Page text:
In this era where shippers and processors are taking extra steps to ensure consumers know their products are free of genetically modified organisms, Hawaiian papaya growers are going the opposite direction.
In a move some might consider bold or possibly even heresy, the Hawaii Papaya Industry Association, Hilo, has taken out a two-page advertisement in the Hawaiian Airlines magazine discussing the nutrient-rich superfood and how genetic engineering helped save the industry.
“From the papaya perspective, we don’t have anything to hide,” said Eric Weinert, general manager of Calavo Grower Inc.’s Hawaii operations, Keaau. “We have everything to be proud of, and let’s just say it proudly.”
Since the ad ran, he said none of his salespeople has received any comments — negative or positive. No other association members have heard feedback, either.
Weinert said he was a bit surprised, but chalks it up to being old news.
“Everybody knows Hawaiian papayas are GMO and have been for 15 years,” he said.
At least within Hawaii, the sentiment is a bit different. Weinert said an emotional and divisive debate continues on the Big Island about whether farmers there should be allowed to grow GMOs at all.
A county council member originally proposed an all-out ban but eventually exempted papayas.
Several agricultural associations, including those representing papayas, cattle producers, nurserymen and cut flowers, banded together to combat the negativity.
“We represent over 2,000 farmers and most of the ag producers on the island,” he said of the coalition. “We thought facts would carry the day, and it didn’t in the end.”
The law passed, but the debate continues and has moved into the courts.
“Hawaii should be talking about food self-reliance and working together, rather than being against anything,” he said.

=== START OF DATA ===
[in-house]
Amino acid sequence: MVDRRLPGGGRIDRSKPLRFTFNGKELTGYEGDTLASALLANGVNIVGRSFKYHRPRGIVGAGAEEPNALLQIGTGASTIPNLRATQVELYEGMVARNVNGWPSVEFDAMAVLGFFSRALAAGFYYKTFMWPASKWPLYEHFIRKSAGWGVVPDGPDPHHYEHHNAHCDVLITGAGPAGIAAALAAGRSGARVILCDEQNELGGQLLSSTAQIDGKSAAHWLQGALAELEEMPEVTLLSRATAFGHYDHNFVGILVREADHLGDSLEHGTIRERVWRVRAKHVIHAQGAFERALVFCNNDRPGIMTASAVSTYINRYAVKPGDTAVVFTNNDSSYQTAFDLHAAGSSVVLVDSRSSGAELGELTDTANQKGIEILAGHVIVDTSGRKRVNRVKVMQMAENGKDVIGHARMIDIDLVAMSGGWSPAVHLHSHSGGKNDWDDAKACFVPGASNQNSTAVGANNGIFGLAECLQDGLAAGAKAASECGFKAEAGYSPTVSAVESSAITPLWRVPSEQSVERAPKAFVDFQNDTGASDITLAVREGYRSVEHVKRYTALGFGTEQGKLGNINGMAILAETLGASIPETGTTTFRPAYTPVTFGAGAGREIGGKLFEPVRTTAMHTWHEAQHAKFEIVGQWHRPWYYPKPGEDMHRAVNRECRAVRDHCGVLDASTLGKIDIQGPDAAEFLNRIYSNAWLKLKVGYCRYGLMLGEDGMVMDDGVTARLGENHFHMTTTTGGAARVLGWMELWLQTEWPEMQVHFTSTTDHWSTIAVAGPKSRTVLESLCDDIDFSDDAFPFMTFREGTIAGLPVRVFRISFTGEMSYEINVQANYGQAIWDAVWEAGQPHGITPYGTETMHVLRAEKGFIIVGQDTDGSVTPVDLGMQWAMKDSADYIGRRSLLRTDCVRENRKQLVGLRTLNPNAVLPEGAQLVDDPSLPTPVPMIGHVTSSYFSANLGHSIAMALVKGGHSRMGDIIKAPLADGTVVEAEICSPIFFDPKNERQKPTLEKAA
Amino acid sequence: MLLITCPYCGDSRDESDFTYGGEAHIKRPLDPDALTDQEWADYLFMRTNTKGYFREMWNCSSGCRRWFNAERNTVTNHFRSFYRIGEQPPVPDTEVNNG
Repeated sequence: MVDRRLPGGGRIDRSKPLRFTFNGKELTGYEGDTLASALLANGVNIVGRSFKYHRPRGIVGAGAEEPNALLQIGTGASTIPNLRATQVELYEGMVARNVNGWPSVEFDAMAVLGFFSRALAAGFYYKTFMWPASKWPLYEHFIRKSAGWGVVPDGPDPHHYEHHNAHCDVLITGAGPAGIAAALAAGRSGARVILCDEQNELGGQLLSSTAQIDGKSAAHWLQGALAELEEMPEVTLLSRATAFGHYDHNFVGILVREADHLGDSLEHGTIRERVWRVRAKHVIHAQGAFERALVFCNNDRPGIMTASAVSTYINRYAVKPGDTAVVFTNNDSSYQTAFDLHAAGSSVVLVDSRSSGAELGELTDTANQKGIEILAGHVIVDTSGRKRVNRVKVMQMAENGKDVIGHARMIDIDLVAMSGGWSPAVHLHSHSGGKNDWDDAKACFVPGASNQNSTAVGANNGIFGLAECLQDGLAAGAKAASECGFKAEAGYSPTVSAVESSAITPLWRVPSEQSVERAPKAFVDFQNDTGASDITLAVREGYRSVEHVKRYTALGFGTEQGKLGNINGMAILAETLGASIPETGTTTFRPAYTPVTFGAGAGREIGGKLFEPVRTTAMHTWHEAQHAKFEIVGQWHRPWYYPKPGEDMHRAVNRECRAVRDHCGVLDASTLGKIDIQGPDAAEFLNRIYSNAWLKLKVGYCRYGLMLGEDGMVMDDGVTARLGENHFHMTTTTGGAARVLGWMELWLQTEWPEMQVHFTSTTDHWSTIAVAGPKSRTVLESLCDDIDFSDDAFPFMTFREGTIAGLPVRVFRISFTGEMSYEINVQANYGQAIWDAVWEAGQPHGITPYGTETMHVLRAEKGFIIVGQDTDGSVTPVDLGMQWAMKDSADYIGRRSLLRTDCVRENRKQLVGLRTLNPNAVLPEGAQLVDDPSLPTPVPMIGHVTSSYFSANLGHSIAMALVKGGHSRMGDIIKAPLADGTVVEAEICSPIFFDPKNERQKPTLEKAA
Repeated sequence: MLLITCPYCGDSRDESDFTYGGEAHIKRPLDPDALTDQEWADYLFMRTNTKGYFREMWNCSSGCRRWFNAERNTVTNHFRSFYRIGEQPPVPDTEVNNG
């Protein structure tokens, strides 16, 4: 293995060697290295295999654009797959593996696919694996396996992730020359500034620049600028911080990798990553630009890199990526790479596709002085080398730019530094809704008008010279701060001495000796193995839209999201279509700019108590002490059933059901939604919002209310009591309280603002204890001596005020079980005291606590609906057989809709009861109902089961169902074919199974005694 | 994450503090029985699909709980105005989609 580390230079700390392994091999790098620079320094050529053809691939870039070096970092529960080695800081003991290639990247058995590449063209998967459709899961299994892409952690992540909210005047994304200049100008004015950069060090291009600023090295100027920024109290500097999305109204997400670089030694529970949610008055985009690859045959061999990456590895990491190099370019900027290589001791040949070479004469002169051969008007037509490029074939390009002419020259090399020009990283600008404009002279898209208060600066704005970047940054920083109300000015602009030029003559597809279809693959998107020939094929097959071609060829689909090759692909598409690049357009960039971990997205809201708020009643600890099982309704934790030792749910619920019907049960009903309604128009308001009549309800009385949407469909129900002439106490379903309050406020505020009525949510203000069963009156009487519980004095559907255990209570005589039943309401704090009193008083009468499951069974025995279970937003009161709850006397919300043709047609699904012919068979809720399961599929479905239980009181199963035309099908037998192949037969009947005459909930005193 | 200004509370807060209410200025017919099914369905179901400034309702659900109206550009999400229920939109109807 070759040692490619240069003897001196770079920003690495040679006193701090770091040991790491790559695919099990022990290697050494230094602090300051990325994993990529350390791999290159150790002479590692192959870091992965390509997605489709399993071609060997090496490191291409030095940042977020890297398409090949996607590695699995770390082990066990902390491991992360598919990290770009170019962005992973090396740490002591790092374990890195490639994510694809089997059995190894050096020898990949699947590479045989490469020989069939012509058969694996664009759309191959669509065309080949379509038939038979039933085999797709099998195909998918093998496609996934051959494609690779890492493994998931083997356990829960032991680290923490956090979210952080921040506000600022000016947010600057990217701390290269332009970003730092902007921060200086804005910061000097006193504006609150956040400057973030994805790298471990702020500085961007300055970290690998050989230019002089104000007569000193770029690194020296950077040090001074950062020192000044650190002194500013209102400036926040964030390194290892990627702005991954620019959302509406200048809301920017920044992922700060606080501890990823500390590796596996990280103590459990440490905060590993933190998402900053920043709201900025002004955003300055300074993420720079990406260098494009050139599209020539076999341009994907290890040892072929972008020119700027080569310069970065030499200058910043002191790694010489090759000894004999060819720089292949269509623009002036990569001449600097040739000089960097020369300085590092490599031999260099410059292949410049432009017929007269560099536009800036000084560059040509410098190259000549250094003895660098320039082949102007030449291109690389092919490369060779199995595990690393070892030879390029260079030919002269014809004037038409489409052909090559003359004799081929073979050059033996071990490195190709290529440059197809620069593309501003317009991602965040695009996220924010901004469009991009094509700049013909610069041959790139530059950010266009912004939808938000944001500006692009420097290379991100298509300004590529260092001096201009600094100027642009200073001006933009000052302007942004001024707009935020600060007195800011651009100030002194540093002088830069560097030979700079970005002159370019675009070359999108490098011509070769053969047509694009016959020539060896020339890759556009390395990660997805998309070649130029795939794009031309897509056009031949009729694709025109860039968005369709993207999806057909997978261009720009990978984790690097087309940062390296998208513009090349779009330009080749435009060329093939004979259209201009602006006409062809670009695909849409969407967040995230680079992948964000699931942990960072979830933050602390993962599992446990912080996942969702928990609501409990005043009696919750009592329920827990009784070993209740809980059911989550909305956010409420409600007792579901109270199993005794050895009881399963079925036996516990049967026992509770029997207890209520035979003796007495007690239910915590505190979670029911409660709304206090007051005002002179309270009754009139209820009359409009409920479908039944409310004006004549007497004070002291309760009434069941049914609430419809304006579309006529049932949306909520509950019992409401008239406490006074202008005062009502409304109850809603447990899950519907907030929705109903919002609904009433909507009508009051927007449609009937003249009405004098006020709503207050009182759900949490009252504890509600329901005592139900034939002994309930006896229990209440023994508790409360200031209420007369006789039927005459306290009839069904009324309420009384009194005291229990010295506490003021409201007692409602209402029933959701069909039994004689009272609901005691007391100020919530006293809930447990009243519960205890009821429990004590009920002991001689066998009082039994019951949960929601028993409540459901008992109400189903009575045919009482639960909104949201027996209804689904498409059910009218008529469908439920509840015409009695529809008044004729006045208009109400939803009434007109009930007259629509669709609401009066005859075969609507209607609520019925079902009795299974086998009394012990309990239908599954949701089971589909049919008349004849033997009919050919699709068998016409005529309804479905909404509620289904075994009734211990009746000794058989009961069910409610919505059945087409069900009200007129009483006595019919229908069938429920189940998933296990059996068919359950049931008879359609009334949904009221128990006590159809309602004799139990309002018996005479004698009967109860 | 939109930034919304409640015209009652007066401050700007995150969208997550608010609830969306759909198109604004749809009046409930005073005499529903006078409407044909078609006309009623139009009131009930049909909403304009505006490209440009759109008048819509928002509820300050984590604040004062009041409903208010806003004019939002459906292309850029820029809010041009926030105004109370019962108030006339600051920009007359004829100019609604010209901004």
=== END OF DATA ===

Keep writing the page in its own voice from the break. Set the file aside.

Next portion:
“For us, we don’t have a choice. We don’t have a (papaya) industry without GMOs.”
That was part of the reason for the papaya association’s first attempt at publicly promoting its GMO heritage, Weinert said.
Back in the early 1990s, papaya ringspot virus had all but destroyed the industry on the islands of Oahu, Kauai and Hawaii. The naturally occurring virus, carried by aphids, is deadly to papaya trees but harmless to animals and most other plants.
Researchers from the University of Hawaii and Cornell University worked together to figure out how to use part of the virus to inoculate papayas against the disease. The process is similar to how scientists create a vaccine to impart resistance to flu viruses.
The result was the Rainbow papaya, a yellow-fleshed hybrid resistant to the ringspot virus that was first planted in 1998 after rigorous federal review. Canada began importing the variety in 2003, and even Japan approved it for sale on Dec. 1, 2011. More than 75% of the islands’ acreage now is planted to Rainbow.
Since the first tree was planted, Hawaiian growers have harvested more than 260 million pounds of Rainbow.
Having feasted on that variety while in Hawaii, I can attest that this is a sweet success story, and it’s all due to GMOs.
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